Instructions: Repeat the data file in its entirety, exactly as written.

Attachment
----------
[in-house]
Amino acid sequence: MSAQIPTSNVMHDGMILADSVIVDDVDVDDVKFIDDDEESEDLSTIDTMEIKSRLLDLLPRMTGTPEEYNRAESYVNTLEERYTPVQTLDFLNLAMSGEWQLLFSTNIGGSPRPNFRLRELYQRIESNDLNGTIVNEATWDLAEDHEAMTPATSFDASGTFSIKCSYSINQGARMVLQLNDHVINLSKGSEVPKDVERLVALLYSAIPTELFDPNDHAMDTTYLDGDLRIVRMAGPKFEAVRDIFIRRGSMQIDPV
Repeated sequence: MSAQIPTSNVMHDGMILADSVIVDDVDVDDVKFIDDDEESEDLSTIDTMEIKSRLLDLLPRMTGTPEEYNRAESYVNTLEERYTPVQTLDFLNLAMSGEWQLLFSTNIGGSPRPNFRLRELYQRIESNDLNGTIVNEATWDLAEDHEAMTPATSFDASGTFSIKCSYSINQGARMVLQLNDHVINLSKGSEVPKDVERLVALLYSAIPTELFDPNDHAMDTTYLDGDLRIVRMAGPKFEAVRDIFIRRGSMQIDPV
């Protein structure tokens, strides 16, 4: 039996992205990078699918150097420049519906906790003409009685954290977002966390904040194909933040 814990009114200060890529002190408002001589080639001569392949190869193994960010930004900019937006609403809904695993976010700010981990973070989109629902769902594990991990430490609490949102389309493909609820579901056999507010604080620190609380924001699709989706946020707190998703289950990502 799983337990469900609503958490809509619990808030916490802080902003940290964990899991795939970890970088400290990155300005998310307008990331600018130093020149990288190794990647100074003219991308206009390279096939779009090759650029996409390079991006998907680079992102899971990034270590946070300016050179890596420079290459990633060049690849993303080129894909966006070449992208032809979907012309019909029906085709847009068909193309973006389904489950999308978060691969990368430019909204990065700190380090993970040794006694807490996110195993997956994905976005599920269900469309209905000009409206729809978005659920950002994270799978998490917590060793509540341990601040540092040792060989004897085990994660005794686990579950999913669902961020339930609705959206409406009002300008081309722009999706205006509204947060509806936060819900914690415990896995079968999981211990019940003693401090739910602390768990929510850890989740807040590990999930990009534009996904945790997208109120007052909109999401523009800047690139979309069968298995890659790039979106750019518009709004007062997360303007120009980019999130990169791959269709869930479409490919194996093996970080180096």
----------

[in-house]
Amino acid sequence: MSAQIPTSNVMHDGMILADSVIVDDVDVDDVKFIDDDEESEDLSTIDTMEIKSRLLDLLPRMTGTPEEYNRAESYVNTLEERYTPVQTLDFLNLAMSGEWQLLFSTNIGGSPRPNFRLRELYQRIESNDLNGTIVNEATWDLAEDHEAMTPATSFDASGTFSIKCSYSINQGARMVLQLNDHVINLSKGSEVPKDVERLVALLYSAIPTELFDPNDHAMDTTYLDGDLRIVRMAGPKFEAVRDIFIRRGSMQIDPV
Repeated sequence: MSAQIPTSNVMHDGMILADSVIVDDVDVDDVKFIDDDEESEDLSTIDTMEIKSRLLDLLPRMTGTPEEYNRAESYVNTLEERYTPVQTLDFLNLAMSGEWQLLFSTNIGGSPRPNFRLRELYQRIESNDLNGTIVNEATWDLAEDHEAMTPATSFDASGTFSIKCSYSINQGARMVLQLNDHVINLSKGSEVPKDVERLVALLYSAIPTELFDPNDHAMDTTYLDGDLRIVRMAGPKFEAVRDIFIRRGSMQIDPV
């Protein structure tokens, strides 16, 4: 039996992205990078699918150097420049519906906790003409009685954290977002966390904040194909933040 814990009114200060890529002190408002001589080639001569392949190869193994960010930004900019937006609403809904695993976010700010981990973070989109629902769902594990991990430490609490949102389309493909609820579901056999507010604080620190609380924001699709989706946020707190998703289950990502 799983337990469900609503958490809509619990808030916490802080902003940290964990899991795939970890970088400290990155300005998310307008990331600018130093020149990288190794990647100074003219991308206009390279096939779009090759650029996409390079991006998907680079992102899971990034270590946070300016050179890596420079290459990633060049690849993303080129894909966006070449992208032809979907012309019909029906085709847009068909193309973006389904489950999308978060691969990368430019909204990065700190380090993970040794006694807490996110195993997956994905976005599920269900469309209905000009409206729809978005659920950002994270799978998490917590060793509540341990601040540092040792060989004897085990994660005794686990579950999913669902961020339930609705959206409406009002300008081309722009999706205006509204947060509806936060819900914690415990896995079968999981211990019940003693401090739910602390768990929510850890989740807040590990999930990009534009996904945790997208109120007052909109999401523009800047690139979309069968298995890659790039979106750019518009709004007062997360303007120009980019999130990169791959269709869930479409490919194996093996970080180096």